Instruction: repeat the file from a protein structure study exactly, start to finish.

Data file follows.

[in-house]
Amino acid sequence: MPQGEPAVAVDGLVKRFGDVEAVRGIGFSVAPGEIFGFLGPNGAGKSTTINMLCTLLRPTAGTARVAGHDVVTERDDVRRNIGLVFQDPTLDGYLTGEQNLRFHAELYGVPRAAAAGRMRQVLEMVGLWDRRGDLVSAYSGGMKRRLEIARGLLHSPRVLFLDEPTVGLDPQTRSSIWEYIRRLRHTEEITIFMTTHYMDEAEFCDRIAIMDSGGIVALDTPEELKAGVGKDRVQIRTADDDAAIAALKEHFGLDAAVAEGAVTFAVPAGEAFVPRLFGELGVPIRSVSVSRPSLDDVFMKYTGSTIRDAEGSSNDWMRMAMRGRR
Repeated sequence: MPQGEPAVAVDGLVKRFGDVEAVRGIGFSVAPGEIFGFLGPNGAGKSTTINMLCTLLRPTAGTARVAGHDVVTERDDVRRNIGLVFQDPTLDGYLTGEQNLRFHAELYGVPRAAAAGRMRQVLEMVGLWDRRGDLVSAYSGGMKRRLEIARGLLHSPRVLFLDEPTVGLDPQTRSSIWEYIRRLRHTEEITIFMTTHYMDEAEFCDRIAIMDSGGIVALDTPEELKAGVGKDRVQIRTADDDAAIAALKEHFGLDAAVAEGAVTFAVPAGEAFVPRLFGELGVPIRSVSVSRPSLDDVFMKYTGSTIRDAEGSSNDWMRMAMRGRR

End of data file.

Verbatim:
[in-house]
Amino acid sequence: MPQGEPAVAVDGLVKRFGDVEAVRGIGFSVAPGEIFGFLGPNGAGKSTTINMLCTLLRPTAGTARVAGHDVVTERDDVRRNIGLVFQDPTLDGYLTGEQNLRFHAELYGVPRAAAAGRMRQVLEMVGLWDRRGDLVSAYSGGMKRRLEIARGLLHSPRVLFLDEPTVGLDPQTRSSIWEYIRRLRHTEEITIFMTTHYMDEAEFCDRIAIMDSGGIVALDTPEELKAGVGKDRVQIRTADDDAAIAALKEHFGLDAAVAEGAVTFAVPAGEAFVPRLFGELGVPIRSVSVSRPSLDDVFMKYTGSTIRDAEGSSNDWMRMAMRGRR
Repeated sequence: MPQGEPAVAVDGLVKRFGDVEAVRGIGFSVAPGEIFGFLGPNGAGKSTTINMLCTLLRPTAGTARVAGHDVVTERDDVRRNIGLVFQDPTLDGYLTGEQNLRFHAELYGVPRAAAAGRMRQVLEMVGLWDRRGDLVSAYSGGMKRRLEIARGLLHSPRVLFLDEPTVGLDPQTRSSIWEYIRRLRHTEEITIFMTTHYMDEAEFCDRIAIMDSGGIVALDTPEELKAGVGKDRVQIRTADDDAAIAALKEHFGLDAAVAEGAVTFAVPAGEAFVPRLFGELGVPIRSVSVSRPSLDDVFMKYTGSTIRDAEGSSNDWMRMAMRGRR